Two environmental groups filed a request this week for the revocation of a Coastal Development Permit that gave the green light for the start of the Malibu Lagoon Restoration Project.
The Wetlands Defense Fund, led by activist Marcia Hanscom, and the Coastal Law Enforcement Action Network hand delivered the documents to the California Coastal Commission Thursday, Hanscom said.
Under state law, a permit can be revoked if the application for the permit included inaccurate, erroneous or incomplete information.
The groups allege the contractor, Ford E.C. Inc., proceeded with work even though the project's dewatering permit is still in draft form. Dewatering is a term that describes the process of removing water from the Malibu Lagoon.
They claim that there are "numerous permit compliance problems," and they asked the commission for a public hearing to resolve the discrepancies.
Craig Sap, District Supervisor for the State Parks Los Angeles District, said he could not comment on the revocation request.
"Our legal counsel is reviewing the document," Sap said.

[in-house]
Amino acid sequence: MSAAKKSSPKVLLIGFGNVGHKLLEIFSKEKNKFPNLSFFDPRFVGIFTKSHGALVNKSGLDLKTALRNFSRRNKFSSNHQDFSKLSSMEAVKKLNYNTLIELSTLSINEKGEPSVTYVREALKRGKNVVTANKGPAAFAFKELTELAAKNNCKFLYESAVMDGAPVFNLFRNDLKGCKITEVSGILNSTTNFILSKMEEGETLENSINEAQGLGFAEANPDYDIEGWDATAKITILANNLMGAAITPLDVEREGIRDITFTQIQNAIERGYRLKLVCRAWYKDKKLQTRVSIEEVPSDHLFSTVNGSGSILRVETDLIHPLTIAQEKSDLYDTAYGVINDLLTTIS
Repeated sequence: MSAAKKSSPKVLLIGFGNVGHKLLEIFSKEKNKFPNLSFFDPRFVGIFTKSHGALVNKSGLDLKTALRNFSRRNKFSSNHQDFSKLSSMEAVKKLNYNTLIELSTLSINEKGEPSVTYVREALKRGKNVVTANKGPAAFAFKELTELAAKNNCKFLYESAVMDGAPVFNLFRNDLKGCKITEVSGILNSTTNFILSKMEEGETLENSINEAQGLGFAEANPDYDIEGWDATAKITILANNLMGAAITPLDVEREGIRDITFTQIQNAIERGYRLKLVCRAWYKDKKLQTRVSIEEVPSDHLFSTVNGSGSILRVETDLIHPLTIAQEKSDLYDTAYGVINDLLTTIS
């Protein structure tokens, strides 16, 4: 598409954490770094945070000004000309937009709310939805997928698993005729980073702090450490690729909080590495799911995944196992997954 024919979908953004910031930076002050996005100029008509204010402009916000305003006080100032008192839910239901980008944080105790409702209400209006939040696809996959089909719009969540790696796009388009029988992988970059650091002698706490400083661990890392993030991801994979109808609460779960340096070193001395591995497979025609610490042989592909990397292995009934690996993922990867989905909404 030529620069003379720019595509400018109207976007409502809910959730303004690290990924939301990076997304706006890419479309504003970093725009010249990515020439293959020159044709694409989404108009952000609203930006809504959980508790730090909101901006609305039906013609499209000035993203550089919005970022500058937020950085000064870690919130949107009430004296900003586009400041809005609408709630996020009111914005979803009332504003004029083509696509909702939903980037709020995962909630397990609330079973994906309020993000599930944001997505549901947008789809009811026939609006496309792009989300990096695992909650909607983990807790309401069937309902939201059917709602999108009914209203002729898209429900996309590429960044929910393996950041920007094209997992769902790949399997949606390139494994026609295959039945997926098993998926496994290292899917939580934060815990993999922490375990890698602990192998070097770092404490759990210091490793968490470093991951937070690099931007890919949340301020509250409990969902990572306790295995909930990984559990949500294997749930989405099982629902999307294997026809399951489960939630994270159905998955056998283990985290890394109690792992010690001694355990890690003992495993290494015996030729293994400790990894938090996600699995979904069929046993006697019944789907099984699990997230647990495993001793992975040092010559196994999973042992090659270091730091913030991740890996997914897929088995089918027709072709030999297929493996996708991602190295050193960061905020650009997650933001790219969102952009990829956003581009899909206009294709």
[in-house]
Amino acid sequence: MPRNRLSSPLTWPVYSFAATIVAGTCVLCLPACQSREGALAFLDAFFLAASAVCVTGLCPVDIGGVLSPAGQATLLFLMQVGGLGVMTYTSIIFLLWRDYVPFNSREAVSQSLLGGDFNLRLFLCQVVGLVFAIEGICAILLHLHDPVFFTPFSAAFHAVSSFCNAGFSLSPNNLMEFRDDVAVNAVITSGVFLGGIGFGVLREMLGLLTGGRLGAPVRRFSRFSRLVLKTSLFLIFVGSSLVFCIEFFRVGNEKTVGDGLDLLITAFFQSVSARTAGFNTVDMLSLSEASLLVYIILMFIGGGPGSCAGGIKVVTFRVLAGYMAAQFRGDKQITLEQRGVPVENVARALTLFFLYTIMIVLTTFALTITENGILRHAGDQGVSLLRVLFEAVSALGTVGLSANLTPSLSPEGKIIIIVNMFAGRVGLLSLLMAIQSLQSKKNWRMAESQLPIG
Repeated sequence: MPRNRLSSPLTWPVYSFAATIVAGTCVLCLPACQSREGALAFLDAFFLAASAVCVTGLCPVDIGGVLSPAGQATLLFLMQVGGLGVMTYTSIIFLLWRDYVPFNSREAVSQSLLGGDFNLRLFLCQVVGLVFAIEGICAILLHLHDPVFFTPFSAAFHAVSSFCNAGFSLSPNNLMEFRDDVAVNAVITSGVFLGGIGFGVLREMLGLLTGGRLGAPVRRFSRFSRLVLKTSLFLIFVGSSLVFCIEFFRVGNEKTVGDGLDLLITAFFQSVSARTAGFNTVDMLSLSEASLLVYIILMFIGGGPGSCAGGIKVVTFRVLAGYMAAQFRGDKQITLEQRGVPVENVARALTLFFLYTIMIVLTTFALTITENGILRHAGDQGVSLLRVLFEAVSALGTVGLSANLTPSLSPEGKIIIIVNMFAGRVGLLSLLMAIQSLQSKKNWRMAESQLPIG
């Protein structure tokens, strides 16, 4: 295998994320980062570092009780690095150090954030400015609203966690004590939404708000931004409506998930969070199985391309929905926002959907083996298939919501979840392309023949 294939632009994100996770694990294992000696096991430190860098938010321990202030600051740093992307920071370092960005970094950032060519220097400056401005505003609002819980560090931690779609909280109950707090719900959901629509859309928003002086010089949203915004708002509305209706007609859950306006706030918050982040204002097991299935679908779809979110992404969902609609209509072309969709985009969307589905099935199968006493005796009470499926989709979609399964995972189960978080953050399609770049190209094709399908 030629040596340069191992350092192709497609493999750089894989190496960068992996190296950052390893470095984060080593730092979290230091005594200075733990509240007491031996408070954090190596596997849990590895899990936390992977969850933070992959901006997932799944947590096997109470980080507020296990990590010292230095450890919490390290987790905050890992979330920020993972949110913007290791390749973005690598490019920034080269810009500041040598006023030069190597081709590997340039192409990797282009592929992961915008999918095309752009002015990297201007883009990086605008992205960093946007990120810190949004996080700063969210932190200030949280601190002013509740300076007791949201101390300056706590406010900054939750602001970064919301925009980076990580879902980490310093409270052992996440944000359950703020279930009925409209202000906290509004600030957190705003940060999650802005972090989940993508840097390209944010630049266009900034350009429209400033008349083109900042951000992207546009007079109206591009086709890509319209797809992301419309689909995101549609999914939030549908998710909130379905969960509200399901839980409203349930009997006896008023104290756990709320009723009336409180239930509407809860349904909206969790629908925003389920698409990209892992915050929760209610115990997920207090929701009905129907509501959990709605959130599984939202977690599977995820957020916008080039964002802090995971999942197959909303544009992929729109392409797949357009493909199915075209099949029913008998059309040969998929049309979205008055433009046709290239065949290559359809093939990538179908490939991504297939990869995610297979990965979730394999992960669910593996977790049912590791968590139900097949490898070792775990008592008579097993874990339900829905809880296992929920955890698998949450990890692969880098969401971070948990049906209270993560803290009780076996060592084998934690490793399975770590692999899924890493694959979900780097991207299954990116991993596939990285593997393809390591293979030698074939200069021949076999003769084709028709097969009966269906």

Last week, the sand berm separating the Malibu Lagoon from the ocean opened, draining most of the water from the lagoon.
In previous interviews, Sap has said the Coastal Commission gave the go ahead for work to continue up to the dewatering portion. For the past week, bulldozers have ripped out vegetation at the lagoon, including seven sycamore trees.
The revocation letter, which is eight pages long, claims that the initial studies on the impact the project would have on the tidewater gobi were not adequate.
"The entire western lagoon will be dammed, drained, dredged and recontoured,
essentially resulting in adverse effects to significant amounts of habitat used for breeding, feeding, foraging, resting, and other essential behaviors, as well as adversely affecting the primary constituents elements for this endangered fish," the document states.
The letter also takes aim at public access during the project.
"Public access is only available sporadically along the perimeter access road – as the bridges trail has been shut off completely from public access, and heavy machinery is using the perimeter access path for habitat removal purposes," according to the document.